While those and other examples should have raised suspicion, no evaluation or investigation was made of the phony documents by CliftonLarsonAllen for the past 21 years, the city government says in its suit.

The company also violated a federal statute by conducting an audit and not being an independent firm, the suit says. In other words, it was performing an audit on its own financial statements, since it compiled payroll and other city finances.

CliftonLarsonAllen denies it conducted audits for the city since April 2006.

Instead, their company spokeswoman says the firm was performing a compilation.

There are three level of financial reporting. A compilation is the lowest and involves strictly formatting financial data. The highest level of financial reporting is an audit, which involves study of the financial data presented.

“We provided the city audit services through April 30, 2005, and compilation services since April 30, 2006,” Jennifer Dirks said in a statement sent to SVM over the weekend.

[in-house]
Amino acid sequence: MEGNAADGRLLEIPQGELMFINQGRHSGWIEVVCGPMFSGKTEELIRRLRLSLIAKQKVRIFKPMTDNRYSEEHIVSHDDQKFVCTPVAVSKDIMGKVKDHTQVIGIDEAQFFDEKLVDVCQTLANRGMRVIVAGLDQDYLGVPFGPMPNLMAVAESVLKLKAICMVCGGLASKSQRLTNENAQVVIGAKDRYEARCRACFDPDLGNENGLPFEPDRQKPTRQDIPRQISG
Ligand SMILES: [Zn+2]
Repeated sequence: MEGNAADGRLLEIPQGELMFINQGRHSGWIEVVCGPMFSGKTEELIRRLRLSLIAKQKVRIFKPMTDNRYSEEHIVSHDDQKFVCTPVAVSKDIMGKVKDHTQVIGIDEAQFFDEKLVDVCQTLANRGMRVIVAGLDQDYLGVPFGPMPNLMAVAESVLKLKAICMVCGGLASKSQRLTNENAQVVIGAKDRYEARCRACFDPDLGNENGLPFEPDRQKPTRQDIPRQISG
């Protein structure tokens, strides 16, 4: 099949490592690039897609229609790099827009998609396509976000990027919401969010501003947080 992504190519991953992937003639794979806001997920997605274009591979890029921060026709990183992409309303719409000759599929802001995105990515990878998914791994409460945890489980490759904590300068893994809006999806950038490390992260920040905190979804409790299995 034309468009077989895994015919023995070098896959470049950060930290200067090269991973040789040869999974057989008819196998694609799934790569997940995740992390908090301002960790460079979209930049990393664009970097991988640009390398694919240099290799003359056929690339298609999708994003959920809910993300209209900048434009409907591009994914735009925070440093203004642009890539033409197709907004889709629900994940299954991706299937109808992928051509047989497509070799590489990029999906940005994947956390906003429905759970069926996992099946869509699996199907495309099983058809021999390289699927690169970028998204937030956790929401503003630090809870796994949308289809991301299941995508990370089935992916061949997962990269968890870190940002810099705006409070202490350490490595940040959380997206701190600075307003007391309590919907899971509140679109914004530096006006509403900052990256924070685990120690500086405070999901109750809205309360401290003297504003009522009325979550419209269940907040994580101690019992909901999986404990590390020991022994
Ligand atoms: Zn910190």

“The contracts executed with the city and the reports issued on the financial statements of the city clearly described the services we were contracted to perform and did perform. The type of audits our firm performed through 2005 and the compilation services provided since 2006 did not require the sort of detailed testing needed to uncover the fraud or a forensic investigation to determine if the city’s comptroller Rita Crundwell was fabricating invoices.”

Documents dating back to 2006 from CliftonLarsonAllen on the city’s website refer to its reports as “compilation reports.”

Mayor Jim Burke declined to answer questions in regard to the city’s relationship with CliftonLarsonAllen, stating the city’s attorney Devon Bruce of Power, Rogers and Smith advised him not to make statements while litigation is pending.

According to the amended lawsuit, the firm determined it was not “independent” in 2005, according to nationally recognized accounting standards, which prevented it from performing the audit by federal statute.

The firm reached out to Janis Card Co., which had only two certified public accountants, little or no experience in performing municipal audits, and lacked the resources to perform the city’s audits.

A partner in the firm told Janis Card Co. that in return for signing the audit for the city, CliftonLarsonAllen would conduct and prepare the audit.

Further, CliftonLarsonAllen told the city it was doing only a compilation, meaning it provided financial statements for the audit, yet referred to their work as an “audit” in several emails to city supervisors that are listed in court documents.